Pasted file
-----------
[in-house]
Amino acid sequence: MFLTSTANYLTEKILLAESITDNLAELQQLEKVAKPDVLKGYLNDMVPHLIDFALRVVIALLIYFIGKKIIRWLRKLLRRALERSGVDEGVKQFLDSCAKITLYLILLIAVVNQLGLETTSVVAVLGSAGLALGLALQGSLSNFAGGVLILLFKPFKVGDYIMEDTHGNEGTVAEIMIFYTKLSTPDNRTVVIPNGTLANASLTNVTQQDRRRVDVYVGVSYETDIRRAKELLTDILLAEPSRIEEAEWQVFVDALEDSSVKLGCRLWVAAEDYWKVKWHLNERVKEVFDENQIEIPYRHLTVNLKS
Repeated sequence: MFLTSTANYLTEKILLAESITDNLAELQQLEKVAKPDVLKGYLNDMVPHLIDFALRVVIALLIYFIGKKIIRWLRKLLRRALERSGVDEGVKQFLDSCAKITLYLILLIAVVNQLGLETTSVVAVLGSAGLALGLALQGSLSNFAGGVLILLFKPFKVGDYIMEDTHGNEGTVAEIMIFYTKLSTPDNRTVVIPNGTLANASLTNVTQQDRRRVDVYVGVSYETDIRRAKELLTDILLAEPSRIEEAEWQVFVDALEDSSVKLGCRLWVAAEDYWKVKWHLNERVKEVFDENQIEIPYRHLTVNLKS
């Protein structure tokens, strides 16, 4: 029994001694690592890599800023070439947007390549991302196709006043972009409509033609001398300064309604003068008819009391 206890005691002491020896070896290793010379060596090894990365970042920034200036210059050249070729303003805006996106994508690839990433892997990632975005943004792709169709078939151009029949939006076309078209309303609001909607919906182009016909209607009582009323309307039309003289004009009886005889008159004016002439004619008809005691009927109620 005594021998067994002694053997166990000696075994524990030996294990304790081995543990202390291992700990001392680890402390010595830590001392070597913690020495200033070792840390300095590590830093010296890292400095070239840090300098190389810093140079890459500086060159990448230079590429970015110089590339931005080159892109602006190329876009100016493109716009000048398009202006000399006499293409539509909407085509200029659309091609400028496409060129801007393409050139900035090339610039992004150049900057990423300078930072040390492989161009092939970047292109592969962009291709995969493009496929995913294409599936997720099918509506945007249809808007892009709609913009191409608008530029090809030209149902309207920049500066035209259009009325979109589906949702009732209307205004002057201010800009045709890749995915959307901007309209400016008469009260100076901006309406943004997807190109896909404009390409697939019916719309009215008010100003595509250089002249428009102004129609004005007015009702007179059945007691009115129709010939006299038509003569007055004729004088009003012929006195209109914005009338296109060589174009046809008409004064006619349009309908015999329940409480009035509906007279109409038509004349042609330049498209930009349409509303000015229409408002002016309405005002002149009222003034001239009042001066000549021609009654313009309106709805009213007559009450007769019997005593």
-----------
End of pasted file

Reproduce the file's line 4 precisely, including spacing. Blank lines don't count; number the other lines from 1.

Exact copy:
């Protein structure tokens, strides 16, 4: 029994001694690592890599800023070439947007390549991302196709006043972009409509033609001398300064309604003068008819009391 206890005691002491020896070896290793010379060596090894990365970042920034200036210059050249070729303003805006996106994508690839990433892997990632975005943004792709169709078939151009029949939006076309078209309303609001909607919906182009016909209607009582009323309307039309003289004009009886005889008159004016002439004619008809005691009927109620 005594021998067994002694053997166990000696075994524990030996294990304790081995543990202390291992700990001392680890402390010595830590001392070597913690020495200033070792840390300095590590830093010296890292400095070239840090300098190389810093140079890459500086060159990448230079590429970015110089590339931005080159892109602006190329876009100016493109716009000048398009202006000399006499293409539509909407085509200029659309091609400028496409060129801007393409050139900035090339610039992004150049900057990423300078930072040390492989161009092939970047292109592969962009291709995969493009496929995913294409599936997720099918509506945007249809808007892009709609913009191409608008530029090809030209149902309207920049500066035209259009009325979109589906949702009732209307205004002057201010800009045709890749995915959307901007309209400016008469009260100076901006309406943004997807190109896909404009390409697939019916719309009215008010100003595509250089002249428009102004129609004005007015009702007179059945007691009115129709010939006299038509003569007055004729004088009003012929006195209109914005009338296109060589174009046809008409004064006619349009309908015999329940409480009035509906007279109409038509004349042609330049498209930009349409509303000015229409408002002016309405005002002149009222003034001239009042001066000549021609009654313009309106709805009213007559009450007769019997005593």